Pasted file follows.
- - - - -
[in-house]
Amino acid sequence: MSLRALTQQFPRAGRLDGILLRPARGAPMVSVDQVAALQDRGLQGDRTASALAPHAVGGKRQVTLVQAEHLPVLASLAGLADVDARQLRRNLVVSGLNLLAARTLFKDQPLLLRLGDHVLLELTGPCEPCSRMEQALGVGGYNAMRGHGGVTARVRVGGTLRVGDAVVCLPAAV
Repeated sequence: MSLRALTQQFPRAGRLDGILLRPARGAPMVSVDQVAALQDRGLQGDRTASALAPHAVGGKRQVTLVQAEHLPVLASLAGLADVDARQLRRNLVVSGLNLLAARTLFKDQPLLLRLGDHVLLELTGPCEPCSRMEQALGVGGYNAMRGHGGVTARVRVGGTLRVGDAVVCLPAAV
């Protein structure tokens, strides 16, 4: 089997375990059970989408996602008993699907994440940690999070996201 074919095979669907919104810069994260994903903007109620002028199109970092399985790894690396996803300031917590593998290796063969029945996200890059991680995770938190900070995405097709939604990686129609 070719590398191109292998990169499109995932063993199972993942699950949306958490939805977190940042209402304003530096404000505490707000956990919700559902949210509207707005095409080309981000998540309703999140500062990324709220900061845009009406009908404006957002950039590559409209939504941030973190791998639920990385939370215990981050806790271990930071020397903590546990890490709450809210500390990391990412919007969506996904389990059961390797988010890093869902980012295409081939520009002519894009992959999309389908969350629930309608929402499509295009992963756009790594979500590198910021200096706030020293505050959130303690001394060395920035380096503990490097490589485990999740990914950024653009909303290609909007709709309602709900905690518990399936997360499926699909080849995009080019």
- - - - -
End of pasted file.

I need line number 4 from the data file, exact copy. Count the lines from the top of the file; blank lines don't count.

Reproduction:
């Protein structure tokens, strides 16, 4: 089997375990059970989408996602008993699907994440940690999070996201 074919095979669907919104810069994260994903903007109620002028199109970092399985790894690396996803300031917590593998290796063969029945996200890059991680995770938190900070995405097709939604990686129609 070719590398191109292998990169499109995932063993199972993942699950949306958490939805977190940042209402304003530096404000505490707000956990919700559902949210509207707005095409080309981000998540309703999140500062990324709220900061845009009406009908404006957002950039590559409209939504941030973190791998639920990385939370215990981050806790271990930071020397903590546990890490709450809210500390990391990412919007969506996904389990059961390797988010890093869902980012295409081939520009002519894009992959999309389908969350629930309608929402499509295009992963756009790594979500590198910021200096706030020293505050959130303690001394060395920035380096503990490097490589485990999740990914950024653009909303290609909007709709309602709900905690518990399936997360499926699909080849995009080019």